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Walid Koleilat 0 Points | Sat, 08/25/2012 - 10:27

Great Post! More clients are adopting SOA these days to reap the benefits you mentioned. However, the quick rise of SOA introduced misconceptions in the mind of some IT departments. I think that Architecture and Alignment Business to IT are the by far the most challenging activities when implementing an SOA project. Architecture - creating services doesn't mean you have an SOA architecture, and you need a mature department to succeed in Alignment Business to IT. 

John Dodge 1535 Points | Fri, 11/09/2012 - 17:14

Hi Walid and welcome to the ECF. What do you think those misconceptions about SOA are?

E.G. Nadhan 271 Points | Sat, 08/25/2012 - 13:44

Thank you for your kind words, Walid.  Fully agree with your observations.  Especially, the ones below:

"Quick rise of SOA introduced misconceptions in the mind of some IT departments".  This is a syndrome where IT tends to jump on the latest bandwagon associating success with a relatively new paradigm.  SOA was no exception.  The real benefits of SOA cannot be realized just because couple of interfaces were switched to use services.  There needs to be a solid foundation starting with business leading to IT based upon various aspects including business goals, service identification, governance, integration architecture, information strategy before SOA is actually embraced.  But, that would be another blog post!

"Creating services doesn't mean you have an SOA architecture".  I remember during the early days of SOA, enterprises used to claim that they have adopted SOA because they started sending XML messages over http.  Some enterprises tend to interpret SOA to be what they want it to be rather than taking the time to appreciate what it really is.  Come to think of it, the actual implementation of WSDL services is an academic act at best.  Somewhat similar to what it takes to be 100% Cloud -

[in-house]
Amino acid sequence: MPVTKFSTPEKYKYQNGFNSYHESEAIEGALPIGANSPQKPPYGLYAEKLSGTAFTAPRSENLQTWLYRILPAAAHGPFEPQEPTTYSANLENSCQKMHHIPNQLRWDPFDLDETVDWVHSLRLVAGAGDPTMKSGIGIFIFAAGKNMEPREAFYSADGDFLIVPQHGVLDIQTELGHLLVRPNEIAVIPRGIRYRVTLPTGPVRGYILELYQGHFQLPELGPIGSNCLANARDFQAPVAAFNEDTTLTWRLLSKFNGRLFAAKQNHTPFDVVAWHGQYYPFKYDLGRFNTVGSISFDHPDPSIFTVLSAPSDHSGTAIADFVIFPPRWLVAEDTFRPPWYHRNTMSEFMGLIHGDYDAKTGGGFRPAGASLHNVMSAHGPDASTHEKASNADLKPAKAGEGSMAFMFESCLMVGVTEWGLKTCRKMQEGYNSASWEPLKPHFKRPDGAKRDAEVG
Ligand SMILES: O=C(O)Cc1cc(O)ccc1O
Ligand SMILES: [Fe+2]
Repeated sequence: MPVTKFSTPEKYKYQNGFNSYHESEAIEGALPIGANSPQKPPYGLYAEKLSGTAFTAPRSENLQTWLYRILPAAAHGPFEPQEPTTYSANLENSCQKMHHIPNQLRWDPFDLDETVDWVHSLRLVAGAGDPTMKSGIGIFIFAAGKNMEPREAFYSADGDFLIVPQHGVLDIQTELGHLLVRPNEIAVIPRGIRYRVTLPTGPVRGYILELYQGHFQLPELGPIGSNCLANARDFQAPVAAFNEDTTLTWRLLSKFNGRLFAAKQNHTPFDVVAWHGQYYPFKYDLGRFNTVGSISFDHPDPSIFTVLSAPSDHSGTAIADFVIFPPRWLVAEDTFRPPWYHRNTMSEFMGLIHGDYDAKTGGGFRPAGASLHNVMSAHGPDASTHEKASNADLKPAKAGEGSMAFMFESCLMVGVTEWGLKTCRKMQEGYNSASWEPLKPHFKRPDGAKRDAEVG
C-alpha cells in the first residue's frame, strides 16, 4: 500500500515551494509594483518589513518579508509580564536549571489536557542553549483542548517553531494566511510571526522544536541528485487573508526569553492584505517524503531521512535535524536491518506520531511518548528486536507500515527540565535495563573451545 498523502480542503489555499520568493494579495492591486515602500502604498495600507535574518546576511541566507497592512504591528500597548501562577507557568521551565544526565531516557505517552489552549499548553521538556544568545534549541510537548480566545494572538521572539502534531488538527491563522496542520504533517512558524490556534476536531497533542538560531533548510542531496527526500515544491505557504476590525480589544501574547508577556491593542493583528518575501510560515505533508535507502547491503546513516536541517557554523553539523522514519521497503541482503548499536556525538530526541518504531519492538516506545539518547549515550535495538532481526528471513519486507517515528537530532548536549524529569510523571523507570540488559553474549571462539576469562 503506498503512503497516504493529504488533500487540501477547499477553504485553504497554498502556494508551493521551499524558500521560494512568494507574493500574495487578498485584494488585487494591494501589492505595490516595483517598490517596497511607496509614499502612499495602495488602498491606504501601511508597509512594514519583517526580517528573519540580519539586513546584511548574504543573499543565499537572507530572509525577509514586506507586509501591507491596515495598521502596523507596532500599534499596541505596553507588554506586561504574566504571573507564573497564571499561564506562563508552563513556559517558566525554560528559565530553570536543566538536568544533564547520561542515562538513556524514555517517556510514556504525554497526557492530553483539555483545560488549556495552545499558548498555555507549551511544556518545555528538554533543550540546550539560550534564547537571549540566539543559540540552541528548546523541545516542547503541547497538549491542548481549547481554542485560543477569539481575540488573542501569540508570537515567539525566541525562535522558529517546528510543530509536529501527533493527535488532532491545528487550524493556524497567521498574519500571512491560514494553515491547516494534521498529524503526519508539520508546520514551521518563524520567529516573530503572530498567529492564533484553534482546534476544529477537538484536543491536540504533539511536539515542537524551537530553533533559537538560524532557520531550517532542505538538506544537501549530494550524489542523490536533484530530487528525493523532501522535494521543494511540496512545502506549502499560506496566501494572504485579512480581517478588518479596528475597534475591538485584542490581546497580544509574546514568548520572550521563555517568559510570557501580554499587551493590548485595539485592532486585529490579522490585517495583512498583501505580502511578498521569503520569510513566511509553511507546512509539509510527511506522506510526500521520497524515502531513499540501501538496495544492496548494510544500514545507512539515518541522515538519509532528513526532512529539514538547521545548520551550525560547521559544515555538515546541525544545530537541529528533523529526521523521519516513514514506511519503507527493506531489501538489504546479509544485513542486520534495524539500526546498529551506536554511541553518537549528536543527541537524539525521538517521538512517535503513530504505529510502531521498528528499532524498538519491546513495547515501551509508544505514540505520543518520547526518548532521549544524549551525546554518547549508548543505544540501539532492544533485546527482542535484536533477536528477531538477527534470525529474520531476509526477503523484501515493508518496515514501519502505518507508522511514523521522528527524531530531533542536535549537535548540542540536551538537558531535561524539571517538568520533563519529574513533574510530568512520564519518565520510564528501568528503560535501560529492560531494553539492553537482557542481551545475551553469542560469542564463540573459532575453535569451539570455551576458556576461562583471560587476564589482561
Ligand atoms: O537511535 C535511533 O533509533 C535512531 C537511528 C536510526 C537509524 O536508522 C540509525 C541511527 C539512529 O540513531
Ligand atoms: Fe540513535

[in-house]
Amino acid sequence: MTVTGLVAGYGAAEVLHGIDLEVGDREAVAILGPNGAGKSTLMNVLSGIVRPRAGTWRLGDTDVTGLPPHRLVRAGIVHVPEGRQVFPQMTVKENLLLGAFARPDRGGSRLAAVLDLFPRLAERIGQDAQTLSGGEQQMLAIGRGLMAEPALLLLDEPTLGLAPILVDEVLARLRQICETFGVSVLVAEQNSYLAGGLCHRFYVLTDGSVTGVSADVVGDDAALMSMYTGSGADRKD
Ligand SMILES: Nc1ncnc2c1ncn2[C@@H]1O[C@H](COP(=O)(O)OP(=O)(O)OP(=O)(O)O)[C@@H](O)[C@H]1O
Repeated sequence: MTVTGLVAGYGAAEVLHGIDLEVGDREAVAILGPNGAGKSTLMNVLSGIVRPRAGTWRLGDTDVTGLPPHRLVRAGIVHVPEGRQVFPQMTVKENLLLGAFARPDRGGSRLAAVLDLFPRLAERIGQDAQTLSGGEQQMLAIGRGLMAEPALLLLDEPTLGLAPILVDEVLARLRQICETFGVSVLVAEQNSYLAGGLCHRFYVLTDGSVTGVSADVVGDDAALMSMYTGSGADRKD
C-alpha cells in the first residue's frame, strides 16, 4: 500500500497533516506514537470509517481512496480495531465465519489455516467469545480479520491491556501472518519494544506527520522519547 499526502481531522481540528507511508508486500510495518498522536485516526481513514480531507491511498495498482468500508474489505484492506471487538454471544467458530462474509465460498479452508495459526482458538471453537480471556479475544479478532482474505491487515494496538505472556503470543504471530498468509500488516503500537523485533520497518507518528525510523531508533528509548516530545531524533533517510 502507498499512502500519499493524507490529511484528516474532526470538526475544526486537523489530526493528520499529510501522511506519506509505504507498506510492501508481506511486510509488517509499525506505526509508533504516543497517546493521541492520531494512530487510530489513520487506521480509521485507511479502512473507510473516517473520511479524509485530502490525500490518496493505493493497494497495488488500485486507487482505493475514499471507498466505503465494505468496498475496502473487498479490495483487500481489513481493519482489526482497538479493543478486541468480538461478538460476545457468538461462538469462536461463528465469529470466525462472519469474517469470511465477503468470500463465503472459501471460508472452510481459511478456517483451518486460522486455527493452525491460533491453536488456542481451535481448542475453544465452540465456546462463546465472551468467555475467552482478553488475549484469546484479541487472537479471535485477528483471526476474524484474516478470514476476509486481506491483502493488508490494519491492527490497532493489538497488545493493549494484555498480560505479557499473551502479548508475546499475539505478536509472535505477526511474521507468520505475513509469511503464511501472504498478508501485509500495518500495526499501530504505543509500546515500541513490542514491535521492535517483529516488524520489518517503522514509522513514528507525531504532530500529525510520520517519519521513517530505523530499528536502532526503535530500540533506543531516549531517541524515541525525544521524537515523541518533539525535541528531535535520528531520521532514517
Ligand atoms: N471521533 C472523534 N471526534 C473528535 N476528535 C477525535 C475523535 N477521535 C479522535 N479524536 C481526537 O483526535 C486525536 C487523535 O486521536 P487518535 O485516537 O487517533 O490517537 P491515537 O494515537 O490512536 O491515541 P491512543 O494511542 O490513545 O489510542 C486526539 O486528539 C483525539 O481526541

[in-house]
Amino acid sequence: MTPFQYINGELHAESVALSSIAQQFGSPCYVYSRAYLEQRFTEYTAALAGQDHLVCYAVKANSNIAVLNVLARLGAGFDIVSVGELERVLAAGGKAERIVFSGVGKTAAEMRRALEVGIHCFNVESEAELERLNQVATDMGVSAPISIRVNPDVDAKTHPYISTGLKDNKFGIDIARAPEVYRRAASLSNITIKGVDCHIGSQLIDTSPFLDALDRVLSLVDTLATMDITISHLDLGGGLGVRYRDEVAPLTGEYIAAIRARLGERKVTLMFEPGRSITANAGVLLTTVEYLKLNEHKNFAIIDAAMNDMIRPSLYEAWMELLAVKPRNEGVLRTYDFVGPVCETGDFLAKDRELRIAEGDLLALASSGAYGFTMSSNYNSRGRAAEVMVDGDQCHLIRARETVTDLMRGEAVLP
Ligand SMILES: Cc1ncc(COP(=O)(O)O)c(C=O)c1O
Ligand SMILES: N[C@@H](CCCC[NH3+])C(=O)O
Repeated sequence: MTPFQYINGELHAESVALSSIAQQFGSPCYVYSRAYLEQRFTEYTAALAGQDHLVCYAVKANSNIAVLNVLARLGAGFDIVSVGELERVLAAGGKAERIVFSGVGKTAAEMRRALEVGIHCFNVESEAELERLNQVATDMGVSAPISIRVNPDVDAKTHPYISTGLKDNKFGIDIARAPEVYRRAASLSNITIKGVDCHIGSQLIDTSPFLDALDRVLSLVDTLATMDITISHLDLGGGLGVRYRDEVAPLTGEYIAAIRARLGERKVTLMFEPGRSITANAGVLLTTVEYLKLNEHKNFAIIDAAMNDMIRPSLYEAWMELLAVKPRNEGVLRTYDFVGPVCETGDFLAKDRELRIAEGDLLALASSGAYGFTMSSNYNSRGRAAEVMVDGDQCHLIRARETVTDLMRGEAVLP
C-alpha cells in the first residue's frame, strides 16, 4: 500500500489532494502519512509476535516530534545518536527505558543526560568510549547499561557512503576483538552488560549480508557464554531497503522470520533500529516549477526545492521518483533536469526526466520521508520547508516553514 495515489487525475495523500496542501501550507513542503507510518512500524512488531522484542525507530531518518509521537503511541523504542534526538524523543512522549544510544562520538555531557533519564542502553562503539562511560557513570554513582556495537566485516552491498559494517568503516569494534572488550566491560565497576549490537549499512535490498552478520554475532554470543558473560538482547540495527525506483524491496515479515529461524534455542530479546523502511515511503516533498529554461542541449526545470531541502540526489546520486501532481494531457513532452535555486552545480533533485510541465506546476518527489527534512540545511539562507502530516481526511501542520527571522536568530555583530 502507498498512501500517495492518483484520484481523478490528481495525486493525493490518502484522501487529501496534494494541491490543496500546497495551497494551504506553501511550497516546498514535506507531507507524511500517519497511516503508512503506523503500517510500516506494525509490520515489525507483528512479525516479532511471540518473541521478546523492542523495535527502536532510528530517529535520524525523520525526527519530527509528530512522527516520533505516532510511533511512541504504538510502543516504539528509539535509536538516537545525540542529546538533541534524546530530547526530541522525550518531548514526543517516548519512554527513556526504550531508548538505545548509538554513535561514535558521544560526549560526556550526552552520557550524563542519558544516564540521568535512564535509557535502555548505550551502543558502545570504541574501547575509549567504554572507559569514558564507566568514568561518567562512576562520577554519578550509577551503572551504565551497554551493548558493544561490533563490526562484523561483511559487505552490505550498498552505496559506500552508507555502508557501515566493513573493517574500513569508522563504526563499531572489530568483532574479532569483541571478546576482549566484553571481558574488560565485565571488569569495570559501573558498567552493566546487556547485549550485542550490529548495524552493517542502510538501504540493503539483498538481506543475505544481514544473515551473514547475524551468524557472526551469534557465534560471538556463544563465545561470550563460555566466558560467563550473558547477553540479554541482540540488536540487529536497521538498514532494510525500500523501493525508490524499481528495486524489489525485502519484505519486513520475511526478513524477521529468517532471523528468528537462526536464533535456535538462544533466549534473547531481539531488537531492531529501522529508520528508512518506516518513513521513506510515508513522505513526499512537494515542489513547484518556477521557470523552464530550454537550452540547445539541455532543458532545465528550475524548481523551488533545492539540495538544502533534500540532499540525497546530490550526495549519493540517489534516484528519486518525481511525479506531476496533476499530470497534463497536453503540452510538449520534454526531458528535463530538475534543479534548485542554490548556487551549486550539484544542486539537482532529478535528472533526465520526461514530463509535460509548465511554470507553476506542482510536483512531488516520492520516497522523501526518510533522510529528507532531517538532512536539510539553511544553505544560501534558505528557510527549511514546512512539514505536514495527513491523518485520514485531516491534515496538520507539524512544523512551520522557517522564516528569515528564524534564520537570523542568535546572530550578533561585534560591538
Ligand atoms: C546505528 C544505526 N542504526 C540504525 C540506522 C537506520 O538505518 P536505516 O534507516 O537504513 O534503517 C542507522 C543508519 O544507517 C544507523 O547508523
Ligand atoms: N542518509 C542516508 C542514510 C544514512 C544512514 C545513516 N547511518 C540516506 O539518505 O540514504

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Paul Calento 255 Points | Thu, 07/26/2012 - 17:01

Helped launch an SOA event series for InfoWorld (IDG) in the mid-90's. SOA has always struck me as an approach that was inhibited, not by technology or standards, but by complexity, as well as a compelling use case outside of the obvious we "should" do it. Looks like cloud computing has become SOA's catalyst.

--Paul Calento

(note: I work on projects sponsored by and HP)


E.G. Nadhan 271 Points | Thu, 07/26/2012 - 17:30

Thank you for weighing in with your comments, Paul.  Even though it goes back a few years, I do recollect the InfoWorld series you are referring to.  Agree that it has not been easy for IT to make a compelling case for SOA to Buiness.  Which is why the survey results are somewhat surprising.  As you say, Cloud computing has spurred its adoption for sure.  That said, I do wonder if there is a quid-pro-quo being enjoyed by Cloud Computing and SOA:

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Pearl Zhu 90 Points | Wed, 07/25/2012 - 18:04

enjoy the blog, with enriched resources to dig deeper into EA, SOA, CLoud conregence and more specific industry solutions, SOCCI standard via open group is also timely to help both standardize and push cloud architecture forward As far as the Five As list here: architecture, application, availability, alignment and adpotion, I think the last may also be the first -adoption, recognize users first, to understand the business value via EA, and high adoption rate may indicate project's value propostion. thanks

E.G. Nadhan 271 Points | Wed, 07/25/2012 - 21:49

Thank you, Pearl, for taking the time to read my post and weighing in with your thoughts. 

Like the fact that you called out SOCCI -- just like The Open Group project team referred to it -- pronounced "Sawkey". I had fun co-chairing this project within The Open Group.

The growth of SOA is a significant contributor to the emergence of standards like SOCCI which would take otherwise take their own time to evolve.

Also, I really did not have any particular sequence in mind for the various factors and agree that they could re-arranged.